Fireworks, Picnics and Music Alfresco: Outdoor Concerts

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outdoor concerts

All images are by photographer Greg Helgeson

For many people, the long 4th of July holiday weekend involves attending leisurely outdoor concerts in idyllic settings, lounging on blankets or lawn chairs while nibbling delicacies and sipping a favorite beverage.

While the musicians’ performance may sound effortless, earning them well-justified applause, the thorough preparation and logistical efforts behind the scenes by the technical staff also deserve accolades.

Joel Mooney is Technical Director for the Minnesota Orchestra, which begins its annual weeklong series of free outdoor concerts at venues around Minnesota and Wisconsin on July 3, traveling nearly 300 miles. He paused during a busy preparation week to share his behind-the-scenes perspectives on this almost half-century of tradition.

Touching Communities

“These free public concerts attract the gamut of people, from die-hard classical music lovers to casual picknickers to people just out having fun,” says Mooney. “It’s really exciting for the orchestra because we’re reaching new people and touching these communities in a big way.”

The “Symphony for the Cities” series attracts sizable crowds at beautiful venues in Minnesota, including the Lake Harriet Band Shell in Minneapolis on July 3, the Hilde Performance Center in Plymouth on July 5 and the Lake Park Band Shell on the shores of the Mississippi River in Winona on July 7. The final concert is in Hudson, Wisconsin, on July 9, along the St. Croix River. This concert series will be conducted by Associate Conductor Roderick Cox.

Mooney began working with the Orchestra 15 years ago, started part-time in 2006 and has held his current position since 2014. He says outdoor concerts bring their own special challenges.

Outdoor Challenges

“Our outdoor crowds are usually much larger than at typical indoor venues, so we mic the orchestra to ensure they can be heard,” Mooney explains.

“We use the same standard microphone array outside as we would inside Orchestra Hall, including center, left and right, along with a woodwind and brass feature,” he says. Extra mics are added to help define soloists and lead players. All the mic stands are on the stage floor, rather than suspended, to ensure the stage can be cleared quickly during inclement weather.

While carefully placed microphones, 32 audio channels and expert sound mixing help ensure a successful outdoor performance, one essential key to success is decidedly low-tech: music stand clips. Securing sheet music is essential if the weather turns windy. Older, heavier metal music stands are also selected for these outdoor concerts because they’re less likely to blow over.

Along with unexpected gusts of wind, the orchestra and audience can expect thunderous cannon blasts, sampled via digital synthesizer to punctuate Tchaikovsky’s “1812 Overture”.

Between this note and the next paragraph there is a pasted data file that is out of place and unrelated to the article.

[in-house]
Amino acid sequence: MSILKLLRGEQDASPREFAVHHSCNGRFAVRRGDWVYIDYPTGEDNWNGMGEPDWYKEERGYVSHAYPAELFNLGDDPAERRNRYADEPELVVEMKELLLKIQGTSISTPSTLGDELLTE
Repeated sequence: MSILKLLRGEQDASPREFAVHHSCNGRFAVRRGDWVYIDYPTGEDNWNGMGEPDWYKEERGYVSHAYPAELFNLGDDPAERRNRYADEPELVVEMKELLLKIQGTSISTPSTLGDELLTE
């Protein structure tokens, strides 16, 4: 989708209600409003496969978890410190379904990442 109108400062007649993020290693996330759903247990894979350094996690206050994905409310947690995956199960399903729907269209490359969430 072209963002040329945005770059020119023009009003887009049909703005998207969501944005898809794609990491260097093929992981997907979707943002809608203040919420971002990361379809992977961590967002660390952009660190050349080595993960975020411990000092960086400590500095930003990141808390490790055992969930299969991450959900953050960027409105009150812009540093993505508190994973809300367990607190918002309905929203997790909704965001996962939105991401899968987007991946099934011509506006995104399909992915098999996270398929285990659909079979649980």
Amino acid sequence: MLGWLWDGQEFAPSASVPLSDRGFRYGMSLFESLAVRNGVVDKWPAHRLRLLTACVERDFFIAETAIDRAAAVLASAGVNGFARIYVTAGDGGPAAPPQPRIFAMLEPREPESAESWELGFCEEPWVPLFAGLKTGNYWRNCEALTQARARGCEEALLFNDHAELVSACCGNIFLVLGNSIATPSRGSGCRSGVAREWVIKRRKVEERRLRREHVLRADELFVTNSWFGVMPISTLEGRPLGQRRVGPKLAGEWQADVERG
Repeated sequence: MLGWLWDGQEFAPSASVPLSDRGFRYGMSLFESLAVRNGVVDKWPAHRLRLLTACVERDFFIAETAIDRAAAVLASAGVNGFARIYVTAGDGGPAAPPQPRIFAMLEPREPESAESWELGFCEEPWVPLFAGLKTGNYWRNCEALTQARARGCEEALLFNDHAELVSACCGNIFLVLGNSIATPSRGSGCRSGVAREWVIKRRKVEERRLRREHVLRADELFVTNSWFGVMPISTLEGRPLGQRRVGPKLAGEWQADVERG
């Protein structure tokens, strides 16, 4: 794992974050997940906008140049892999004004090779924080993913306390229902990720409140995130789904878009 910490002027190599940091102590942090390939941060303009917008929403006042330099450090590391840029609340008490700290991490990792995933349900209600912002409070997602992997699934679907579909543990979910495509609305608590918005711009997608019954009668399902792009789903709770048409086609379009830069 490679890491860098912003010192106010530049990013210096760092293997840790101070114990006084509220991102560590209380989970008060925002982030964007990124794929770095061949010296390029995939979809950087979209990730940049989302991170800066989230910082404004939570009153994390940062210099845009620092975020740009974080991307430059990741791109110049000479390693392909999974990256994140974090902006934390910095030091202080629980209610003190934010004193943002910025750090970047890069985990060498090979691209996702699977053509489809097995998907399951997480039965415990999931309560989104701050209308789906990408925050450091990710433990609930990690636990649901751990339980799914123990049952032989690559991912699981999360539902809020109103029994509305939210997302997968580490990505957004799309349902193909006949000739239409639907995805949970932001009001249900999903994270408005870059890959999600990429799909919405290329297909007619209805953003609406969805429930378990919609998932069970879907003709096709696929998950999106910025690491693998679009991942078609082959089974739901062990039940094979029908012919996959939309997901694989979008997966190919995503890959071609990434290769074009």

Preparation is Key

For off-site concerts, indoors or out, the orchestra’s technical crew typically numbers around seven people including librarians, stagehands and manager on duty. Certain events may require additional support.

Mooney considers thorough preparation essential for a successful tour. “Even before loading the instruments, we spend a lot of time planning and gathering information,” he remarks. Other orchestra personnel and artistic staff also assist with the many details.

On the morning of the first concert, the orchestra holds its final rehearsal at Orchestra Hall. This provides the chance to see everything come together before it’s packed up.

As much as possible, orchestra personnel try to plan for every contingency. “We bring along rain jackets, extra tools, spare wheels, bug spray, cough drops – you name it,” notes Mooney. “Just in case!”

If bad weather strikes, Mooney says the orchestra’s on-site Duty Manager makes final decisions related to concert delays or cancellations.

Fish Stories?

Like proverbial “fish stories” – possibly embellished over time – Mooney has heard tales of past outdoor concerts impacted by weather:

“Once we were out performing on the shore of Lake Minnetonka, when a huge storm came up. The stage was cleared and everything blew over. Later we rushed back out to set up everything. Soon after, the sun came out and the concert resumed…

“Another outdoor performance was at a horse-racing track. When a large storm came along, everything became covered in mud from the race track, making packing up and leaving difficult – and messy!”

Less dramatic – but equally memorable – are the many years of beautiful summer evenings with thousands of people placidly enjoying the music, getting along and having fun.

Best wishes for a safe, happy and music-filled holiday!


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